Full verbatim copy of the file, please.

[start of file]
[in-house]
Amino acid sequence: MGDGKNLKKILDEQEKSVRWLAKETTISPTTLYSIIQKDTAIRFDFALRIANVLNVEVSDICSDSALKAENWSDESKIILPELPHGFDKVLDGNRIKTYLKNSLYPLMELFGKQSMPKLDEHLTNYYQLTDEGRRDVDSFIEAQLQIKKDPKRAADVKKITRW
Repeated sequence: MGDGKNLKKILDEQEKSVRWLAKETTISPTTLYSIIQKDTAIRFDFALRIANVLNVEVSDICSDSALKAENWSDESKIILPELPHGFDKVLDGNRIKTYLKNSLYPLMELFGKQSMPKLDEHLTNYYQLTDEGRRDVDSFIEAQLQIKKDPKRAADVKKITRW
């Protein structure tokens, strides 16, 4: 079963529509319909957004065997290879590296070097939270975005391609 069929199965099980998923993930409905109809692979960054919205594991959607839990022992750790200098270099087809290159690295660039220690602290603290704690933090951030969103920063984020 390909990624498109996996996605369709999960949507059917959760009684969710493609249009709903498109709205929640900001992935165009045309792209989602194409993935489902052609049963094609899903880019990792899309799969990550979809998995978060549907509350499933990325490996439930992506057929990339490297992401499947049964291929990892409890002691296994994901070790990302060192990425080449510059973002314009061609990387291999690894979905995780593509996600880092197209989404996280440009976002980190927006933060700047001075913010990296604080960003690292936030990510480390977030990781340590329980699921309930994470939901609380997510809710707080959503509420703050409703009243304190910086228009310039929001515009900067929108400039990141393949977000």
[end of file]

[in-house]
Amino acid sequence: MGDGKNLKKILDEQEKSVRWLAKETTISPTTLYSIIQKDTAIRFDFALRIANVLNVEVSDICSDSALKAENWSDESKIILPELPHGFDKVLDGNRIKTYLKNSLYPLMELFGKQSMPKLDEHLTNYYQLTDEGRRDVDSFIEAQLQIKKDPKRAADVKKITRW
Repeated sequence: MGDGKNLKKILDEQEKSVRWLAKETTISPTTLYSIIQKDTAIRFDFALRIANVLNVEVSDICSDSALKAENWSDESKIILPELPHGFDKVLDGNRIKTYLKNSLYPLMELFGKQSMPKLDEHLTNYYQLTDEGRRDVDSFIEAQLQIKKDPKRAADVKKITRW
């Protein structure tokens, strides 16, 4: 079963529509319909957004065997290879590296070097939270975005391609 069929199965099980998923993930409905109809692979960054919205594991959607839990022992750790200098270099087809290159690295660039220690602290603290704690933090951030969103920063984020 390909990624498109996996996605369709999960949507059917959760009684969710493609249009709903498109709205929640900001992935165009045309792209989602194409993935489902052609049963094609899903880019990792899309799969990550979809998995978060549907509350499933990325490996439930992506057929990339490297992401499947049964291929990892409890002691296994994901070790990302060192990425080449510059973002314009061609990387291999690894979905995780593509996600880092197209989404996280440009976002980190927006933060700047001075913010990296604080960003690292936030990510480390977030990781340590329980699921309930994470939901609380997510809710707080959503509420703050409703009243304190910086228009310039929001515009900067929108400039990141393949977000």